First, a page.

How I Backed Up my Photos in China

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Thanks for reading! Andrew.

 Prince Gong's Mansion, Beijing, China

Fujifilm XT-1, 35mm lens, 1/250 @f7.1, ISO 800

Today’s photo from China was taken in Prince Gong’s Mansion, Beijing. Also called Prince Kung’s Mansion, the complex includes temples, residences, gardens and even an opera house. It was built in 1777, and has been recently renovated.

There are some Tibetan style prayer wheels outside one of the temples. I found it quite interesting to observe how people interacted with the site by walking past the prayer wheels and spinning them around. I stayed there for a while taking photos. Patience was required because there were a lot of people – I had to wait a while before I was able to take a photo that included just one person. Luckily, it happened to be this charming girl who was enjoying her visit (and wore a pink dress with a similar hue to the red woodwork).

Backing up my photos in China

You may remember that before our journey to China I laid out my plans for backing up my photos while on the road.

Further reading: Managing and Backing Up Photos on the Road

The basic idea was to copy the photos taken during our two week journey to Xi’an, Beijing and Hangzhou to my iPad using Apple’s SD card reader. I have an iPad with 128GB storage, theoretically providing plenty of storage space for the photos that I planned to take.

The advantage of the iPad, as opposed to taking my laptop and a hard drive, is that the setup is much lighter. I also don’t have to worry about the consequences of my laptop being stolen if that were to happen.

A long term advantage, compared to buying a portable hard drive with a card slot, is that the iPad uses flash storage. Portable hard drives have a lifespan that is unknown, but much shorter than that of flash storage.

Plus, an iPad is the perfect device for reviewing photos. It can also be used to check emails, browse the internet, read ebooks etc.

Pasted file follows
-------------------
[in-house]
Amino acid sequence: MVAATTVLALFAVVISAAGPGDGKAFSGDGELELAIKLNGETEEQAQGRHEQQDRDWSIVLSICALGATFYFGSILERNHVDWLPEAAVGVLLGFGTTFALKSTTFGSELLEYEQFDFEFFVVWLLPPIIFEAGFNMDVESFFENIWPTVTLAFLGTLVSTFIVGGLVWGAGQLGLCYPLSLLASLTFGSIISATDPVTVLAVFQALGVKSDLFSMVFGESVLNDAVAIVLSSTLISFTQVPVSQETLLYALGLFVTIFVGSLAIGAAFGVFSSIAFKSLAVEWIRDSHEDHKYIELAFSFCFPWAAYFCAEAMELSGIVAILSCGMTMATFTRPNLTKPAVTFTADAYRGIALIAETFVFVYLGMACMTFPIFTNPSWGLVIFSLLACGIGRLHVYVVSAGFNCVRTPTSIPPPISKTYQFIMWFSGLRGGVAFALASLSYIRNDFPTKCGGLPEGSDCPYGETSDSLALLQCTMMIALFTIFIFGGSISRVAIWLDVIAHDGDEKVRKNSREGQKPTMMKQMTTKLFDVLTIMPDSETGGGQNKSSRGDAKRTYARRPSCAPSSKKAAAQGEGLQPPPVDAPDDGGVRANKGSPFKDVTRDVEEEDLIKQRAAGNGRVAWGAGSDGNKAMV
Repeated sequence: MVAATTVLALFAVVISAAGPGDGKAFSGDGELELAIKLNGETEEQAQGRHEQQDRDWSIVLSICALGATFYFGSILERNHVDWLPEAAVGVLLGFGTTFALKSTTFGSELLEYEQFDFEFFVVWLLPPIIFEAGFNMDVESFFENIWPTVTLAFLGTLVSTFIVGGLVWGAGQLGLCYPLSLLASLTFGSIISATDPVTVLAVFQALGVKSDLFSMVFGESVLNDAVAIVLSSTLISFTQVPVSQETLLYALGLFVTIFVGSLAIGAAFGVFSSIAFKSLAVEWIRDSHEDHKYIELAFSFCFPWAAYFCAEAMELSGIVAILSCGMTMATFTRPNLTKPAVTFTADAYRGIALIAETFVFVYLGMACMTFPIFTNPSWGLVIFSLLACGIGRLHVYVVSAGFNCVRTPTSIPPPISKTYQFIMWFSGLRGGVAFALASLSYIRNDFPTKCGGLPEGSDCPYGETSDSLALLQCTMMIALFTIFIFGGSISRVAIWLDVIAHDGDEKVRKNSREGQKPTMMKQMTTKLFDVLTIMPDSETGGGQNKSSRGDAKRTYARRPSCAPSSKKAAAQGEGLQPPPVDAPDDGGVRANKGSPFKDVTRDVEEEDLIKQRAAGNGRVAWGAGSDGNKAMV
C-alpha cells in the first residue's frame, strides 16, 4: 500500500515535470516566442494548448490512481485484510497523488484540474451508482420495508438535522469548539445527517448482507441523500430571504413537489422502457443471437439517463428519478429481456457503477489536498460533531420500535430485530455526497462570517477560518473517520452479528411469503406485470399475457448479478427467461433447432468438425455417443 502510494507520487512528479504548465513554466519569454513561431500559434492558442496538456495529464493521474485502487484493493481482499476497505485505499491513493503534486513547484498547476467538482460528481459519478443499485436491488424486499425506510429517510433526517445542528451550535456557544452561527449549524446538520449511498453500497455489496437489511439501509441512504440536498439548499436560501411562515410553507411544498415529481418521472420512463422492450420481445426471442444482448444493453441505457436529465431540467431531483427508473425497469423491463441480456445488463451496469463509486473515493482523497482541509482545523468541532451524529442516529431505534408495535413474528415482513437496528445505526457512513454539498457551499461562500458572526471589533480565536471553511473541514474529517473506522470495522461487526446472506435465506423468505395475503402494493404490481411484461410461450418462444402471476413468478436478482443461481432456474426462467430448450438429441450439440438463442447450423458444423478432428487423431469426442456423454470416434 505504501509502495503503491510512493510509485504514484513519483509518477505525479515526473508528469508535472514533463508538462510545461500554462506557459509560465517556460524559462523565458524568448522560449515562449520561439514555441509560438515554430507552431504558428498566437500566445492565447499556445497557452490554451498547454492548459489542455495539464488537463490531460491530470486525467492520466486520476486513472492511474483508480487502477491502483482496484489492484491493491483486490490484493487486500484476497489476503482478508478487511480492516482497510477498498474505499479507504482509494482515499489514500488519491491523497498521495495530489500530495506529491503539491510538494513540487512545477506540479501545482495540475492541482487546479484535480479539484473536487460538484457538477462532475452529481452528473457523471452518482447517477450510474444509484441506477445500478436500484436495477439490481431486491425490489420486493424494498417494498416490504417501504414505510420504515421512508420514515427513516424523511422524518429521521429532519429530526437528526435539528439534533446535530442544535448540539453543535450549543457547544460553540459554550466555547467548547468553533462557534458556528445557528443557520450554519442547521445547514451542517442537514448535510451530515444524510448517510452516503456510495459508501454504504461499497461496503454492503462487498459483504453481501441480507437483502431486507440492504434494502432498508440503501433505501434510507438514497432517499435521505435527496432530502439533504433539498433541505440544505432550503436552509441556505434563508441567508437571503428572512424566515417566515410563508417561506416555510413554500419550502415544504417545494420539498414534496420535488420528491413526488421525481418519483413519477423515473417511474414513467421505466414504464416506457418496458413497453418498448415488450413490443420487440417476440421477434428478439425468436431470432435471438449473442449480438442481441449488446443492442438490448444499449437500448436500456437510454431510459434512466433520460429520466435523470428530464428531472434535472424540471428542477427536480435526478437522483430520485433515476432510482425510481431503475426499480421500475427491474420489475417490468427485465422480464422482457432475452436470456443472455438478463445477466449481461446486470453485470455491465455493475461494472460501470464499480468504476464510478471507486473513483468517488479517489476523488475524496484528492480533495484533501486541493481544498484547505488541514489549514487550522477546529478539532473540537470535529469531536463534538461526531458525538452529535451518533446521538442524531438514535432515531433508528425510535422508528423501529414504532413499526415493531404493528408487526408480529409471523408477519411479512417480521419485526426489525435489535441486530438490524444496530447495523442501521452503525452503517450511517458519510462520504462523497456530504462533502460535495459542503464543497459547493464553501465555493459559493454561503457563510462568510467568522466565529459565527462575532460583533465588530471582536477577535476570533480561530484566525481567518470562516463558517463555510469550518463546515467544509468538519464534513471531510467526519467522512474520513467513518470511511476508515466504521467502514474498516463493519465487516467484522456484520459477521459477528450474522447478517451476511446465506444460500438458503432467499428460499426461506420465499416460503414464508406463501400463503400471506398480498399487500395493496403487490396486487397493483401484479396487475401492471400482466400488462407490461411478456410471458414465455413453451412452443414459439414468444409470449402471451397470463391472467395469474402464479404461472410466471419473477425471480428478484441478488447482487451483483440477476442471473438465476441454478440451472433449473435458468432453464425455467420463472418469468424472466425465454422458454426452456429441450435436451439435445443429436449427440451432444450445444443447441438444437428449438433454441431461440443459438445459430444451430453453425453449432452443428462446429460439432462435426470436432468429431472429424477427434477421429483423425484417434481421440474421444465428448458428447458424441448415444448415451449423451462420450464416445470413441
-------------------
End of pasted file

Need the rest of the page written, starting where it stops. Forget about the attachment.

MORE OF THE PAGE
iPad as back up device

To recap, there are two potential ways to use an iPad as a backup device.

1. Shoot in Raw and copy the Raw files to the iPad using Apple’s Lightning to SD Card Reader (older iPads use the Camera Connection Kit – I believe that you can use Apple’s Lightning to USB Camera  Adaptor and an CF card reader if your camera uses CF cards).

The Raw files can be viewed in the Photos app and imported into the Photosmith app (if you have it) where you can organise them into Collections and apply Flags, Ratings, Keywords and so on. Unfortunately, you can’t import Raw files into Lightroom mobile.

Further reading: Five Ways to Use Lightroom Mobile

2. Shoot in Raw + JPEG and copy both Raw and JPEG files to the iPad.

This method takes up more storage space but has two benefits. One is that you can import the JPEG files into Lightroom mobile, where you can organise them into Collections, apply Flags and even process them. Then, when you get home, you can import the Raw files into Lightroom and use John Beardsworth’s Syncomatic plug-in to synchronise the changes you made to the JPEG files to the Raw files.

A second benefit is that, if you have a good enough wi-fi connection, Lightroom mobile uploads the JPEG files to Adobe Cloud from where they are downloaded to Lightroom CC the next time you open it on your main computer.

So, how did it work out in practice?

The truth is that it worked very well. I chose to shot in Raw and import the Raw files into the iPad. I have plenty of memory cards and didn’t need to delete any Raw files.

Once the files were copied to the iPad, I kept it in my hotel room and the memory cards in my camera bag. That way if I were to lose the contents of my camera bag, I had copies of backed up files on my iPad, and if my iPad was stolen from the hotel room (which didn’t happen, nor did it seem likely to happen) then I would still have my memory cards.